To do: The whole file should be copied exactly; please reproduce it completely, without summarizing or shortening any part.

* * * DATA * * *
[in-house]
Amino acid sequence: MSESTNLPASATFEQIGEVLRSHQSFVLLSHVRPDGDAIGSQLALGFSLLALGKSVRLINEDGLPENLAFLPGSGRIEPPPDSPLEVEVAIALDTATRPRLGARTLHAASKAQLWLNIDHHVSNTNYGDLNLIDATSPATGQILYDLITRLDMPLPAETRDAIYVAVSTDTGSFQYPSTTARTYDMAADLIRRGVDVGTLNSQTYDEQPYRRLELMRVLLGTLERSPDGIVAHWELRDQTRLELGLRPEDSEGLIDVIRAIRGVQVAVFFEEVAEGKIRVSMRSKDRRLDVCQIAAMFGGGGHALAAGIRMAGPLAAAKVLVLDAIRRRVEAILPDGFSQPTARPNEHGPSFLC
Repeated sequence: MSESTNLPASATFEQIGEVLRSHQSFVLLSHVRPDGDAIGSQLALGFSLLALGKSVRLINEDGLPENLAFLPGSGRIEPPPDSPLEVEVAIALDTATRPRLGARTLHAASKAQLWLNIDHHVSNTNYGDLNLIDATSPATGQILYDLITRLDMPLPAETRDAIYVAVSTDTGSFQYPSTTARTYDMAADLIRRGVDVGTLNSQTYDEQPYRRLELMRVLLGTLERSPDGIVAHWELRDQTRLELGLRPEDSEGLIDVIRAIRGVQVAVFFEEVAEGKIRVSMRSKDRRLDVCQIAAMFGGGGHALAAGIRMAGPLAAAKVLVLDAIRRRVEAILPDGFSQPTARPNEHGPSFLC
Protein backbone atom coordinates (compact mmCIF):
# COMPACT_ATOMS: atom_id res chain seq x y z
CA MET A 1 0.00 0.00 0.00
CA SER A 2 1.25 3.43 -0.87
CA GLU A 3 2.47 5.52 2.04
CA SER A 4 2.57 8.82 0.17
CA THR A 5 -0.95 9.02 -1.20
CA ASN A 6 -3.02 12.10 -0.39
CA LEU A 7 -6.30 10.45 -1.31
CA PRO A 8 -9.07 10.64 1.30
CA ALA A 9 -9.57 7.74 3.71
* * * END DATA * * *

[in-house]
Amino acid sequence: MSESTNLPASATFEQIGEVLRSHQSFVLLSHVRPDGDAIGSQLALGFSLLALGKSVRLINEDGLPENLAFLPGSGRIEPPPDSPLEVEVAIALDTATRPRLGARTLHAASKAQLWLNIDHHVSNTNYGDLNLIDATSPATGQILYDLITRLDMPLPAETRDAIYVAVSTDTGSFQYPSTTARTYDMAADLIRRGVDVGTLNSQTYDEQPYRRLELMRVLLGTLERSPDGIVAHWELRDQTRLELGLRPEDSEGLIDVIRAIRGVQVAVFFEEVAEGKIRVSMRSKDRRLDVCQIAAMFGGGGHALAAGIRMAGPLAAAKVLVLDAIRRRVEAILPDGFSQPTARPNEHGPSFLC
Repeated sequence: MSESTNLPASATFEQIGEVLRSHQSFVLLSHVRPDGDAIGSQLALGFSLLALGKSVRLINEDGLPENLAFLPGSGRIEPPPDSPLEVEVAIALDTATRPRLGARTLHAASKAQLWLNIDHHVSNTNYGDLNLIDATSPATGQILYDLITRLDMPLPAETRDAIYVAVSTDTGSFQYPSTTARTYDMAADLIRRGVDVGTLNSQTYDEQPYRRLELMRVLLGTLERSPDGIVAHWELRDQTRLELGLRPEDSEGLIDVIRAIRGVQVAVFFEEVAEGKIRVSMRSKDRRLDVCQIAAMFGGGGHALAAGIRMAGPLAAAKVLVLDAIRRRVEAILPDGFSQPTARPNEHGPSFLC
Protein backbone atom coordinates (compact mmCIF):
# COMPACT_ATOMS: atom_id res chain seq x y z
CA MET A 1 0.00 0.00 0.00
CA SER A 2 1.25 3.43 -0.87
CA GLU A 3 2.47 5.52 2.04
CA SER A 4 2.57 8.82 0.17
CA THR A 5 -0.95 9.02 -1.20
CA ASN A 6 -3.02 12.10 -0.39
CA LEU A 7 -6.30 10.45 -1.31
CA PRO A 8 -9.07 10.64 1.30
CA ALA A 9 -9.57 7.74 3.71